(WASHINGTON) The Center for Democracy & Technology (CDT) is pleased to see the Federal Trade Commission (FTC) launch a proceeding to explore rules to address harmful online commercial data and security practices. The Commission’s broad inquiry seeks to examine important questions about the widespread collection and sale of consumer data, the use of data in automated decision making, lax data security practices, and the risks of data-driven discrimination.
Alexandra Reeve Givens, President and CEO of CDT, says:
“People want and deserve meaningful rules to protect their privacy. The FTC’s announcement is an important first step to examine the harms that can result from lax and abusive online data practices.
We applaud the FTC for launching this process and engaging on privacy rules more generally. We look forward to engaging in this process and helping develop a strong public record of the need for meaningful privacy protections.”
The agency’s request for public comment is the beginning of a lengthy process, and will provide an opportunity for the Commission to gather information about the harms that can result from current online data practices. The announcement comes as the U.S. House of Representatives continues consideration of the American Data Privacy and Protection Act, bipartisan legislation that was recently approved by the House Committee on Energy and Commerce by a vote of 53-2. Together, these efforts represent the most significant push in decades to establish meaningful protections for consumers’ online data.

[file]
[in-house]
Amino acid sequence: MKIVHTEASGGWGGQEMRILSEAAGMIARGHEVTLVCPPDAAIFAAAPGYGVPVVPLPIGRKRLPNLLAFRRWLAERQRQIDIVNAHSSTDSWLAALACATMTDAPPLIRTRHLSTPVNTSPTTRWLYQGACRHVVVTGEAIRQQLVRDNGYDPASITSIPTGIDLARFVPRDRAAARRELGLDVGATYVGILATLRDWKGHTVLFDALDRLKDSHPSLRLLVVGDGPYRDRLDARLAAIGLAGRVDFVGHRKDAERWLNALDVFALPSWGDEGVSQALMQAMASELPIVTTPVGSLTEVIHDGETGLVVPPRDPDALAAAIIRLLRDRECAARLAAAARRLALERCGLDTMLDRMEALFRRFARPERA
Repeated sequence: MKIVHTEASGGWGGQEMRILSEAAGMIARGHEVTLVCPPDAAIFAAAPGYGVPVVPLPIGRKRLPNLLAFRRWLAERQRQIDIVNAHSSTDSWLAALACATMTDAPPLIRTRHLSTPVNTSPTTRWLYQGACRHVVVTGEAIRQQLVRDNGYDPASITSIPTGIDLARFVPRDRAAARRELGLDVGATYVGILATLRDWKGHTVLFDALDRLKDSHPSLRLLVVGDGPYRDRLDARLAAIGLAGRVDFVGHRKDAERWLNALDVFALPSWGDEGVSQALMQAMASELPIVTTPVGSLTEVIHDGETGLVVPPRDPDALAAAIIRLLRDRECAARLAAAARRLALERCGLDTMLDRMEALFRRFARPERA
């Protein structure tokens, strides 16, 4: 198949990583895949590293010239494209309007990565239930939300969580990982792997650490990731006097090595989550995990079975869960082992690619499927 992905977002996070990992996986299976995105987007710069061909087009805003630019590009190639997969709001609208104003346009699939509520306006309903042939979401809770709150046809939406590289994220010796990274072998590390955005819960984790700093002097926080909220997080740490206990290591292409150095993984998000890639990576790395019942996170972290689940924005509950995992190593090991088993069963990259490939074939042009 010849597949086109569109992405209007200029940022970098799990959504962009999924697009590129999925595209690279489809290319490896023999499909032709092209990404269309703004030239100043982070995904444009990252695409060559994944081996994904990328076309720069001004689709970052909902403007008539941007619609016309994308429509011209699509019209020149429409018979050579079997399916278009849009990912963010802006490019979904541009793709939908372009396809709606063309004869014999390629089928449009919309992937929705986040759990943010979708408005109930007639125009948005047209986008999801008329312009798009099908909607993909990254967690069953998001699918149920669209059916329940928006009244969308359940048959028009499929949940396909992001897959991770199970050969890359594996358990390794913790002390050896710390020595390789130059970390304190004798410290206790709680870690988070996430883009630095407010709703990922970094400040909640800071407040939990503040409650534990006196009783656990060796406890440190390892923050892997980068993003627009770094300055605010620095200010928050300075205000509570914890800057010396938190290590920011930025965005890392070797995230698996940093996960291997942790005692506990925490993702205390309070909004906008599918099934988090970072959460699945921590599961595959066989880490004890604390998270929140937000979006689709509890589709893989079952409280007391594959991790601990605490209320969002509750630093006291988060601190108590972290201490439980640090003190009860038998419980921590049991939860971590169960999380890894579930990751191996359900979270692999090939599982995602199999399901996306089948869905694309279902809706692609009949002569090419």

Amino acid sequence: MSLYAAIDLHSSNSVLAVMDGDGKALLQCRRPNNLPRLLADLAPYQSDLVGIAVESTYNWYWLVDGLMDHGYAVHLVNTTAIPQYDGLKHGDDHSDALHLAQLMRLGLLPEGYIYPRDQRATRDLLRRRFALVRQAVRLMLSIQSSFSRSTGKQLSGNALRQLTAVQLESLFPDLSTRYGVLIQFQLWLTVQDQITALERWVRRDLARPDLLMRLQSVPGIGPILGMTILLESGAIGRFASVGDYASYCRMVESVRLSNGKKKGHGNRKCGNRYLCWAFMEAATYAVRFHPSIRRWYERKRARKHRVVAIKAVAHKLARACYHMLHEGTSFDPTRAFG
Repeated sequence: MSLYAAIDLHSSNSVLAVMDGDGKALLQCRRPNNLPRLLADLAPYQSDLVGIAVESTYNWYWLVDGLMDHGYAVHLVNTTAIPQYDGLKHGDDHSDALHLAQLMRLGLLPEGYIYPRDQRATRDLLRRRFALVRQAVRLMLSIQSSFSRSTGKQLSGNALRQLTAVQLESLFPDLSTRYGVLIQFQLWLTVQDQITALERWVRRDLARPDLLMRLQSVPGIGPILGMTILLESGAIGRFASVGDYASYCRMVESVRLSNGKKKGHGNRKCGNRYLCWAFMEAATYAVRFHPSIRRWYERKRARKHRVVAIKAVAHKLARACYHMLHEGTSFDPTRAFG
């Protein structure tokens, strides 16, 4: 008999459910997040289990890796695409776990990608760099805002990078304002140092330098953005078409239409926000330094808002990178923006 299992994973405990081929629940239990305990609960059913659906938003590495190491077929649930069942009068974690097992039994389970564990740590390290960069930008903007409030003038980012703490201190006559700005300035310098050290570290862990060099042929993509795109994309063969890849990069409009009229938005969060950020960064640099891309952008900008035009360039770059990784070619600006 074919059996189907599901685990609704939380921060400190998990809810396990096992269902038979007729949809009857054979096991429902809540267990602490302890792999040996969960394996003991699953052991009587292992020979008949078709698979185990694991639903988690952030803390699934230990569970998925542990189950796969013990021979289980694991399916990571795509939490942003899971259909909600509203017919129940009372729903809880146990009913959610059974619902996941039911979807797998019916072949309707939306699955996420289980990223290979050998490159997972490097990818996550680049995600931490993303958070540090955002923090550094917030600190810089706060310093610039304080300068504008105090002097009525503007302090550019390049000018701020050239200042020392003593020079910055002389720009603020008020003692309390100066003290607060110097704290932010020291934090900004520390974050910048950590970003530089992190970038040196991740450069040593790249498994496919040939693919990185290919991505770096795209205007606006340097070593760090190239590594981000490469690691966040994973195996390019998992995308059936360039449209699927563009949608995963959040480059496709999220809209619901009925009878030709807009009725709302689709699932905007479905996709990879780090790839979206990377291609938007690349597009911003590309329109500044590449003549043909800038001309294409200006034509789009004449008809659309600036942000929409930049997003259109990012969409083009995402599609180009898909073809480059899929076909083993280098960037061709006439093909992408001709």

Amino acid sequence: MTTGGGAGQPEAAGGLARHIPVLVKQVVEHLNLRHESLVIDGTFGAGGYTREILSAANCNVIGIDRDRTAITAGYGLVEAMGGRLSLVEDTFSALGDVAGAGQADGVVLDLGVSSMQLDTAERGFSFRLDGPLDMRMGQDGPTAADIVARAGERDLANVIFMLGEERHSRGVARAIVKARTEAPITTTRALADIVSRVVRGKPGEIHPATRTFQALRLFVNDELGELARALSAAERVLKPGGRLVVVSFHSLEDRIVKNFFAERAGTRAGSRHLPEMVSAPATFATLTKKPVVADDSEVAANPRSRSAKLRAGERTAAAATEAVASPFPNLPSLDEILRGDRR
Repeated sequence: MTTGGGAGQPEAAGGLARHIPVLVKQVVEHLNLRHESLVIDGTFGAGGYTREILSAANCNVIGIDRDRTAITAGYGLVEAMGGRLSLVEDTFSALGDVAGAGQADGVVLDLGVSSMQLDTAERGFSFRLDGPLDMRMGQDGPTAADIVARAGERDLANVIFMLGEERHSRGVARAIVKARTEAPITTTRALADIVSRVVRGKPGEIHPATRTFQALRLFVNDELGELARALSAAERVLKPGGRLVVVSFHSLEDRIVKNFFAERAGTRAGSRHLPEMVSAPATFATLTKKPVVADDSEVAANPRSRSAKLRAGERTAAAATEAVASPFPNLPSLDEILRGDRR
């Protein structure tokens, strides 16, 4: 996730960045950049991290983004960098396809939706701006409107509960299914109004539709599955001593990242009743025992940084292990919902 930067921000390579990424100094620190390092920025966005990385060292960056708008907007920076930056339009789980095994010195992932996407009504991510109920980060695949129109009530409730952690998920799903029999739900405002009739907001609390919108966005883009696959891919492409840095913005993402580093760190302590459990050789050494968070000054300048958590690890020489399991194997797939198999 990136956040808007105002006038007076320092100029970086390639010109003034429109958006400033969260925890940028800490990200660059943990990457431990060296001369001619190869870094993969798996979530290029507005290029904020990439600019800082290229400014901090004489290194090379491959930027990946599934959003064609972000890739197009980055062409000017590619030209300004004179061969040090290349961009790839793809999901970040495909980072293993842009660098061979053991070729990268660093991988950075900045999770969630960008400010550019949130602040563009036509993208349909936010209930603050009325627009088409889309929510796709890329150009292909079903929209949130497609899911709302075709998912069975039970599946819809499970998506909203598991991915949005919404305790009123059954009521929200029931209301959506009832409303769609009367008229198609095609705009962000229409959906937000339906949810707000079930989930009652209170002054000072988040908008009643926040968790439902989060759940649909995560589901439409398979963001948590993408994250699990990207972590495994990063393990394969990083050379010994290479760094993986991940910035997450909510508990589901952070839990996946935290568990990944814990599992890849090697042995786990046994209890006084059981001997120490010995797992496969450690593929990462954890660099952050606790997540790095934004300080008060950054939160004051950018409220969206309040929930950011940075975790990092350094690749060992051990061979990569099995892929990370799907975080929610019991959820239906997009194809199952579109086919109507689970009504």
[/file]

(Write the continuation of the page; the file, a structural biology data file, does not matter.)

CDT is a 27-year-old 501(c)3 nonpartisan nonprofit organization that fights to put democracy and human rights at the center of the digital revolution. It works to promote democratic values by shaping technology policy and architecture, with a focus on equity and justice.